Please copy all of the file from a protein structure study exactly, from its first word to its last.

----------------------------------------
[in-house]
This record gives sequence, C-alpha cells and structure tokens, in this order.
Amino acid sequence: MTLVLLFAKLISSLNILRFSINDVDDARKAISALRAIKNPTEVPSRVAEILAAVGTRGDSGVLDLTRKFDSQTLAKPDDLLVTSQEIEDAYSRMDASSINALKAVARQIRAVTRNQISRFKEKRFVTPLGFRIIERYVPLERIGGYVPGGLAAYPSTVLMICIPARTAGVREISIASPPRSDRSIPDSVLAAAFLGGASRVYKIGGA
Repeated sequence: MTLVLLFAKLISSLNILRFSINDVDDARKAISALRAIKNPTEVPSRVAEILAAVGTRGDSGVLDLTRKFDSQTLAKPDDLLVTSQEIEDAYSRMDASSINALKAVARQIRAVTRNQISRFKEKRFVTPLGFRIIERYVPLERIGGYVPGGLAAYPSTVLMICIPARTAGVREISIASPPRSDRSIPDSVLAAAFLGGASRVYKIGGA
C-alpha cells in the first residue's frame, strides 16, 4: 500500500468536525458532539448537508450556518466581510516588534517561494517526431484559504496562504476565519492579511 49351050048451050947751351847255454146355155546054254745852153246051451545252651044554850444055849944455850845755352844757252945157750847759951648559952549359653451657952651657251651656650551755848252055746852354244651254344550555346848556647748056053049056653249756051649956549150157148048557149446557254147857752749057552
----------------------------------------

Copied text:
[in-house]
This record gives sequence, C-alpha cells and structure tokens, in this order.
Amino acid sequence: MTLVLLFAKLISSLNILRFSINDVDDARKAISALRAIKNPTEVPSRVAEILAAVGTRGDSGVLDLTRKFDSQTLAKPDDLLVTSQEIEDAYSRMDASSINALKAVARQIRAVTRNQISRFKEKRFVTPLGFRIIERYVPLERIGGYVPGGLAAYPSTVLMICIPARTAGVREISIASPPRSDRSIPDSVLAAAFLGGASRVYKIGGA
Repeated sequence: MTLVLLFAKLISSLNILRFSINDVDDARKAISALRAIKNPTEVPSRVAEILAAVGTRGDSGVLDLTRKFDSQTLAKPDDLLVTSQEIEDAYSRMDASSINALKAVARQIRAVTRNQISRFKEKRFVTPLGFRIIERYVPLERIGGYVPGGLAAYPSTVLMICIPARTAGVREISIASPPRSDRSIPDSVLAAAFLGGASRVYKIGGA
C-alpha cells in the first residue's frame, strides 16, 4: 500500500468536525458532539448537508450556518466581510516588534517561494517526431484559504496562504476565519492579511 49351050048451050947751351847255454146355155546054254745852153246051451545252651044554850444055849944455850845755352844757252945157750847759951648559952549359653451657952651657251651656650551755848252055746852354244651254344550555346848556647748056053049056653249756051649956549150157148048557149446557254147857752749057552